Aliya Summary: Jacob summoned all his sons, and delivered to each a poetic, and sometimes cryptic, parting personal message. Reuven was chastised for his impetuousness and for “ascending upon his father’s bed.” Shimon and Levi were rebuked for their anger, which expressed itself in the killing of the Shechemites and the attempted execution of Joseph. Judah was blessed with monarchy, success in waging battle, and an abundance of wine and milk in his portion. Zevulon was blessed with success in his sea-trade endeavors. Jacob likened Issachar to a thick-boned donkey who finds both rest and ample work. Dan was blessed with the tenacity of a serpent and the ability to judge.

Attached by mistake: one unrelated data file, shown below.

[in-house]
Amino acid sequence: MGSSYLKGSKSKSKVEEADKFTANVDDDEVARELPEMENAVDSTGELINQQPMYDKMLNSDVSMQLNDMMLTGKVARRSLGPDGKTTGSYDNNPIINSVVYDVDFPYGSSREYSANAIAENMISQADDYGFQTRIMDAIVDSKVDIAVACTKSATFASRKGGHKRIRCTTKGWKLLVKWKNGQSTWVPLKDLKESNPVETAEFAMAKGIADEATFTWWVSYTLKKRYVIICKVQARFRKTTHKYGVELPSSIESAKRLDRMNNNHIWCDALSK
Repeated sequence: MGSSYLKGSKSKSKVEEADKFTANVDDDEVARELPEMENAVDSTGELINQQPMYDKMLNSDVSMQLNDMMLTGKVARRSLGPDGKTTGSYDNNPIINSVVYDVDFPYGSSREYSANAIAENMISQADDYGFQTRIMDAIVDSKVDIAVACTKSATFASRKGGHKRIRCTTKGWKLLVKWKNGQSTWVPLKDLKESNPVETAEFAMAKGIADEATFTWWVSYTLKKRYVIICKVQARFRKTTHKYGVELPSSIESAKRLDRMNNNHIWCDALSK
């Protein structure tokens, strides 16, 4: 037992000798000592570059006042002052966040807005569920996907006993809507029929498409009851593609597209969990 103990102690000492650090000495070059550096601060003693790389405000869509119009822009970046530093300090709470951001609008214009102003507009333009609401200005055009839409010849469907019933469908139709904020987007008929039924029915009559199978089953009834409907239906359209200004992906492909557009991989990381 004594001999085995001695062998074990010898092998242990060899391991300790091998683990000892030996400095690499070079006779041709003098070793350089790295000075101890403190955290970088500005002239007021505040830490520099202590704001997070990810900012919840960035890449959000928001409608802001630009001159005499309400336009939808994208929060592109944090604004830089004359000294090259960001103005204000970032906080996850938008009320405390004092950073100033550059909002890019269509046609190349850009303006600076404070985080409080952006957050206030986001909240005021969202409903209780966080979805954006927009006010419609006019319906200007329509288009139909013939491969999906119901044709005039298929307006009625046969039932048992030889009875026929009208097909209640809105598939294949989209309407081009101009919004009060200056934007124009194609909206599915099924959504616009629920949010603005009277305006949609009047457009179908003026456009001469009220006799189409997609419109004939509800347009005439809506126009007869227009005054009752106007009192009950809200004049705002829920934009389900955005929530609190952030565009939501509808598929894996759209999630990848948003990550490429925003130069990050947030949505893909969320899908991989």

While the first three messages to Reuven, Shimon and Levi were harsh, the fourth (to Yehuda) was positive. Yaakov called Yehuda a “cub and a lion”. Yehuda was both because he was a fierce leader when he needed to be (which translates to his future descendants), and had a soft side when that was required (Rashi: like reasoning with his brothers about the merits of killing vs not killing Yosef, and admitting his mistakes with Tamar). While all the tribes displayed distinct and special characteristics, Yehuda was the first to display an ability to modify his characteristic cased on the situation, a quality worth learning to emulate.